6. I live in Chicago and unfortunately a lot of my friends are Cubs fans. They are all gloating right now, as you might guess. I have had more than one person tell me that they suspect that much of Dusty’s injury-prone pitching staff (esp. Prior) was chemically-enhanced, increasing the injuries or allowing guys to pitch beyond their capabilities to heal. If true, there may be a glimmer of hope that it wasn’t all his fault. Or, is that a worse indictment of Dusty? He loves the juicers.

  7. Again I have to ask, why do we care what Cub fans think? It’s not like they have a clear understanding of what winning baseball should look like.

    As far as Baker’s record in Chicago, he took the Cubs as far (or almost as far) as they have been since 1908 and were one fan interference away from the World Series.

    I don’t care about the Cubs’ record in 2006. Torre, LaRussa, Girardi or any of the other Redleg Nation favorites wouldn’t have won a single game more with that roster and in that situation.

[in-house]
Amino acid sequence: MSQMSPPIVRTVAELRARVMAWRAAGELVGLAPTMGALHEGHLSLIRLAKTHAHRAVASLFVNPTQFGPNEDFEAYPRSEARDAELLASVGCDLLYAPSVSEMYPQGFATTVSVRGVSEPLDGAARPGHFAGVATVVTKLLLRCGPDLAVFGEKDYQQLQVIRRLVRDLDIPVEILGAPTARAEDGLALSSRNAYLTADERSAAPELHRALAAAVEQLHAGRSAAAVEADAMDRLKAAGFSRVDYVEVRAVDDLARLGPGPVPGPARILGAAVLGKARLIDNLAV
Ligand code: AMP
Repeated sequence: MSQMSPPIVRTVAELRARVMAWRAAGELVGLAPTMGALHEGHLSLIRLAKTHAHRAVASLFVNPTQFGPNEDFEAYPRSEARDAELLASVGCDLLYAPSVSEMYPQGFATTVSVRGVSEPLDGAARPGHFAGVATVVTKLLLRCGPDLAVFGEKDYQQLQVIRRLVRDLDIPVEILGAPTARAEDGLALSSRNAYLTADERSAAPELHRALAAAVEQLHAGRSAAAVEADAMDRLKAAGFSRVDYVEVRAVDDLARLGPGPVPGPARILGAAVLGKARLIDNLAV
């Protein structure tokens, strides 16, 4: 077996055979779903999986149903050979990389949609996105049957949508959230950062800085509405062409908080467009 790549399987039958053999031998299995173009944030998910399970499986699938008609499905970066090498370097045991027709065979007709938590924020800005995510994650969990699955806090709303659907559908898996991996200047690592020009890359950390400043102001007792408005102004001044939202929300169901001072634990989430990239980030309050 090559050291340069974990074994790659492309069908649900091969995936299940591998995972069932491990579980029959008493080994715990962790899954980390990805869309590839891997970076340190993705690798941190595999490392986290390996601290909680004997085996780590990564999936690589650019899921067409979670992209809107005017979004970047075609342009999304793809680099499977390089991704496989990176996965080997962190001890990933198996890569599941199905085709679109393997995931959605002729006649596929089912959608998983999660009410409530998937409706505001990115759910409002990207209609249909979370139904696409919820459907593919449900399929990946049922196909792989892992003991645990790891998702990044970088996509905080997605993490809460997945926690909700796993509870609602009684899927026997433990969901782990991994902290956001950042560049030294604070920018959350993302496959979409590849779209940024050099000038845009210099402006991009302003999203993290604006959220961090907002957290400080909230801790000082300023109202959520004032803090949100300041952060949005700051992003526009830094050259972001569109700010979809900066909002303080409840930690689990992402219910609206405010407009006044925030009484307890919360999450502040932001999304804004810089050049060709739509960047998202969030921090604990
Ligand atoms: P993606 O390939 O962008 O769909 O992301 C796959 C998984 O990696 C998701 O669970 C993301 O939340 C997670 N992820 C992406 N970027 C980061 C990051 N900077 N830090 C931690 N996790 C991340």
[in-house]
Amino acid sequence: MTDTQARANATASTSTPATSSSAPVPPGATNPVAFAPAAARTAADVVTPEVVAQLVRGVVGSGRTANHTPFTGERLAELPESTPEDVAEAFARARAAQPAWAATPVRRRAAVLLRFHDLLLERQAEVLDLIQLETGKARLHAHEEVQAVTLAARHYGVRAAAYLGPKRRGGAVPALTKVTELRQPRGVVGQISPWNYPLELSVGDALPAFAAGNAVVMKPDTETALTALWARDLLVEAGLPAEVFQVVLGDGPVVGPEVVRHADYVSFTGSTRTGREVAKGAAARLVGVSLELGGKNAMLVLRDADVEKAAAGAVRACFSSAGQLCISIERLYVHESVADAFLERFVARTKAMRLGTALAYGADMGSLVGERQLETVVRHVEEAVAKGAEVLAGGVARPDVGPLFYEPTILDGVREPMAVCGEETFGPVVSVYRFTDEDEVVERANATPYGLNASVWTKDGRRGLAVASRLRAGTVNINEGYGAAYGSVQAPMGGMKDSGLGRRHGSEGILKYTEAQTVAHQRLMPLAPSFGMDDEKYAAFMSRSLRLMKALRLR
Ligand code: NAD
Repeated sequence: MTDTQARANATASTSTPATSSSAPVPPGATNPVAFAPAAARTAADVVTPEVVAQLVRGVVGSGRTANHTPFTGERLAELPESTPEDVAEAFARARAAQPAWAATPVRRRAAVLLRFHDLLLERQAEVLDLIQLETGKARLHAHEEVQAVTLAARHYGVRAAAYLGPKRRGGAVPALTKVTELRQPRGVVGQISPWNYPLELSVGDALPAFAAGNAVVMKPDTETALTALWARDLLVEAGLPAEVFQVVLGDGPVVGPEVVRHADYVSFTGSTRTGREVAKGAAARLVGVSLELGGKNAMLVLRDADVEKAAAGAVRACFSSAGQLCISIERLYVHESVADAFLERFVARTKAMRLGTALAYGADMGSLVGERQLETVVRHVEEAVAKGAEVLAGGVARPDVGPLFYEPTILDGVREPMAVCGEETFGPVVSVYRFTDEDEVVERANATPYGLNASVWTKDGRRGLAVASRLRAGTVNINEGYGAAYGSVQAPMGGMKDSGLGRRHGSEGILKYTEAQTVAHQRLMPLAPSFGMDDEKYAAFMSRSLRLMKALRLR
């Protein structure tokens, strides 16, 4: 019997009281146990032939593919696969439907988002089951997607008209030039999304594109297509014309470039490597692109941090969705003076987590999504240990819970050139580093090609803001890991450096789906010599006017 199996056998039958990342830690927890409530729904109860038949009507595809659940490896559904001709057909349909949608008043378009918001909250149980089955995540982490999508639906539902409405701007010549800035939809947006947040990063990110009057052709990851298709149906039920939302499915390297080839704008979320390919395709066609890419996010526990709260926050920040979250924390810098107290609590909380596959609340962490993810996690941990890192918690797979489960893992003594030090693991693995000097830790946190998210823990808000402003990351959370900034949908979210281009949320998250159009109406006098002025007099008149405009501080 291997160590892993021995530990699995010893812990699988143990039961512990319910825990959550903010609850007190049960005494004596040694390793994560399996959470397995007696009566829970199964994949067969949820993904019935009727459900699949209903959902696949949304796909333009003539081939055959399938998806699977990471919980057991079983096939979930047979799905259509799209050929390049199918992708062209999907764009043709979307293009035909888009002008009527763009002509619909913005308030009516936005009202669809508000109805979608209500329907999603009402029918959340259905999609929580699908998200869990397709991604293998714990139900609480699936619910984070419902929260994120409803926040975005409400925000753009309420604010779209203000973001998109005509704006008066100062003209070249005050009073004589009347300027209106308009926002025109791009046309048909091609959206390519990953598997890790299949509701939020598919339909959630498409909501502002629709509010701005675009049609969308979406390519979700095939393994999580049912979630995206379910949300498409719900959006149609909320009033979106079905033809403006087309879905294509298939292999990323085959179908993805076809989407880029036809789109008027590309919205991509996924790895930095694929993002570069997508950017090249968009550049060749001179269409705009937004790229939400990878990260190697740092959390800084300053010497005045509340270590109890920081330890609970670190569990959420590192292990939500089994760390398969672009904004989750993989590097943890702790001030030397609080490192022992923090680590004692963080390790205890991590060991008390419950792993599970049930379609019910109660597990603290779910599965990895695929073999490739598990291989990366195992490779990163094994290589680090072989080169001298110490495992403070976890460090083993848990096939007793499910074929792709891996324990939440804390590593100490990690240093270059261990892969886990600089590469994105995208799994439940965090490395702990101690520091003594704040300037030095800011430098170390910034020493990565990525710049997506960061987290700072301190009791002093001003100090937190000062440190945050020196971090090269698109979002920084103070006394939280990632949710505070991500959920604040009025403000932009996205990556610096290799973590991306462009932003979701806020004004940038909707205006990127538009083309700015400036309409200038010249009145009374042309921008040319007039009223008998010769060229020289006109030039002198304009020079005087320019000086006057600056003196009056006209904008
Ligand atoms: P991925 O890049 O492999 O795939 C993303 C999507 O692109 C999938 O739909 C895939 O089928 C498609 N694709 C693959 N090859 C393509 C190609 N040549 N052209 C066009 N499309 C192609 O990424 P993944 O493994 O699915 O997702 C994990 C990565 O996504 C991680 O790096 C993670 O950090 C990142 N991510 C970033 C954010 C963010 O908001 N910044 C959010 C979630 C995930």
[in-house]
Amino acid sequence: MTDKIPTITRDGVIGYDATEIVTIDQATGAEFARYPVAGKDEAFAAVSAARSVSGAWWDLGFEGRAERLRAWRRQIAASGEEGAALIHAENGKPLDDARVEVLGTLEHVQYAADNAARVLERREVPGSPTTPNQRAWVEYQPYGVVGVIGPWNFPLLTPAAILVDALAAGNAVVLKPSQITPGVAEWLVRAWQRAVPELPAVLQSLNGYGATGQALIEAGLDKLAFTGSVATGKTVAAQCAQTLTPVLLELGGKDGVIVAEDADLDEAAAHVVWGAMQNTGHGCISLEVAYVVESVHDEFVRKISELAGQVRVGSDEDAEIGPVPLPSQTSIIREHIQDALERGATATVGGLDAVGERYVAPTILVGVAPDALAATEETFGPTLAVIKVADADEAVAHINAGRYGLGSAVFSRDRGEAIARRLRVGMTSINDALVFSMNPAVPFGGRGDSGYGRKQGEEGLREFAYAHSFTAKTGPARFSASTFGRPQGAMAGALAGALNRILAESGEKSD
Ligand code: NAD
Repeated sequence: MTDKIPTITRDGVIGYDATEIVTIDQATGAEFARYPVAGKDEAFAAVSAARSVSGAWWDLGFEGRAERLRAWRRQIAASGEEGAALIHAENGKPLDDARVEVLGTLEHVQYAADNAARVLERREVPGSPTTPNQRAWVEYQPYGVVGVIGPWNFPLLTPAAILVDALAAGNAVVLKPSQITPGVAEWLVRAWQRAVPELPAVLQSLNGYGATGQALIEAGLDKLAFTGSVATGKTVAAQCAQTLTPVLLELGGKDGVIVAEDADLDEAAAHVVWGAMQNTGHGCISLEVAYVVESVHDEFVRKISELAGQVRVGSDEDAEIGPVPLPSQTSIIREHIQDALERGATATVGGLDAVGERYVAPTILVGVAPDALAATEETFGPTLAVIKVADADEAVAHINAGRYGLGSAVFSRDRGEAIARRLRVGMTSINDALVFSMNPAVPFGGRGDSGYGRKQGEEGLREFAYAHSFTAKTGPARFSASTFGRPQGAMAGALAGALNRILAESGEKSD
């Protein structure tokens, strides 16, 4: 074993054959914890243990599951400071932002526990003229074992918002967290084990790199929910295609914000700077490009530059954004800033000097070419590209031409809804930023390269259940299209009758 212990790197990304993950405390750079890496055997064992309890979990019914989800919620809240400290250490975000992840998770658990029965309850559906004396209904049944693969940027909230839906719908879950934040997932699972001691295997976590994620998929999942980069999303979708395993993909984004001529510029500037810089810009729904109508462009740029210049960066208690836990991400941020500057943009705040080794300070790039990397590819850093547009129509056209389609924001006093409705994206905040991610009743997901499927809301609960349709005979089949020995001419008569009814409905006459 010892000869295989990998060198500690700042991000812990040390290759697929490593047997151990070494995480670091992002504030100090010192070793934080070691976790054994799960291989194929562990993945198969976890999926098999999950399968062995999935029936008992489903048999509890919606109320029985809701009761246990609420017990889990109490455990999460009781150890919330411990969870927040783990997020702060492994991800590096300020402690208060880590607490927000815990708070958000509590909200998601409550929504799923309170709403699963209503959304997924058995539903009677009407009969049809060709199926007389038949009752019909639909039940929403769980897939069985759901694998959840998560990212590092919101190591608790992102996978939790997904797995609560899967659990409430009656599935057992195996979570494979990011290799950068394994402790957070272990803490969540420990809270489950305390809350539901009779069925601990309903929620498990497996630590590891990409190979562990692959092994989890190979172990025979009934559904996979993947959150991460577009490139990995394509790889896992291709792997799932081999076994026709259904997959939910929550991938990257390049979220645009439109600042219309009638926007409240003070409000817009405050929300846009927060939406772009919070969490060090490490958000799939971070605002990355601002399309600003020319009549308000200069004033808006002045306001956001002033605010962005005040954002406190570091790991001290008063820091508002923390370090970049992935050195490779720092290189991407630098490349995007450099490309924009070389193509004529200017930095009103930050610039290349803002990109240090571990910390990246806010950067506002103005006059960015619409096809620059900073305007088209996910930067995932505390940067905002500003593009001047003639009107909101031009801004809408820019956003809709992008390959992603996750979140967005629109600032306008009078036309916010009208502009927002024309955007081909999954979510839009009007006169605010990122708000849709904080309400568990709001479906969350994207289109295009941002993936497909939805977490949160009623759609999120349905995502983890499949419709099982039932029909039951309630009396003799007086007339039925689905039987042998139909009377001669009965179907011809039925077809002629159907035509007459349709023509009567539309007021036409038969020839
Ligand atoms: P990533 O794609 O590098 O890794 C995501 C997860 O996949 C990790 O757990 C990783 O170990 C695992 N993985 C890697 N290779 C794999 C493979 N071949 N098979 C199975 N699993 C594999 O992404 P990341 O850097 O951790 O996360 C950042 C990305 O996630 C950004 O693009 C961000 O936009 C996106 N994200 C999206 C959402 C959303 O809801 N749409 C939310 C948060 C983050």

Here are some other facts:

    LaRussa lost big in 2007, for a lot of the same reasons Baker lost big in 2006.

    Girardi has one season as a manager, and that one season he had a losing record.

    Torre has had the advantage of 1.2 BILLION dollars being spent on his roster over the last 7 seasons and hasn’t won a thing that matters to Yankee fans.

    I get the feeling that I am older than most of y’all around here. I was still in Little League, but I remember the Big Red Machine and the ’75 and ’76 seasons. I’ve lived in Tampa for over 20 years, but I grew up in Southern WV and used to listen to Marty and Joe 160 games a year and caught the other 2 televised games on our rabbit-eared TV.

    I have had DirecTV for years for the SOLE reason to watch the Reds play as much as possible. I travel somewhere, usually Atlanta or Miami, a couple of times a year to watch the Reds play during the regular season and go to a dozen or so spring training games every March.

    From that perspective, it’s MY OPINION that this is the best Reds managerial hire since Vern Rapp was fired.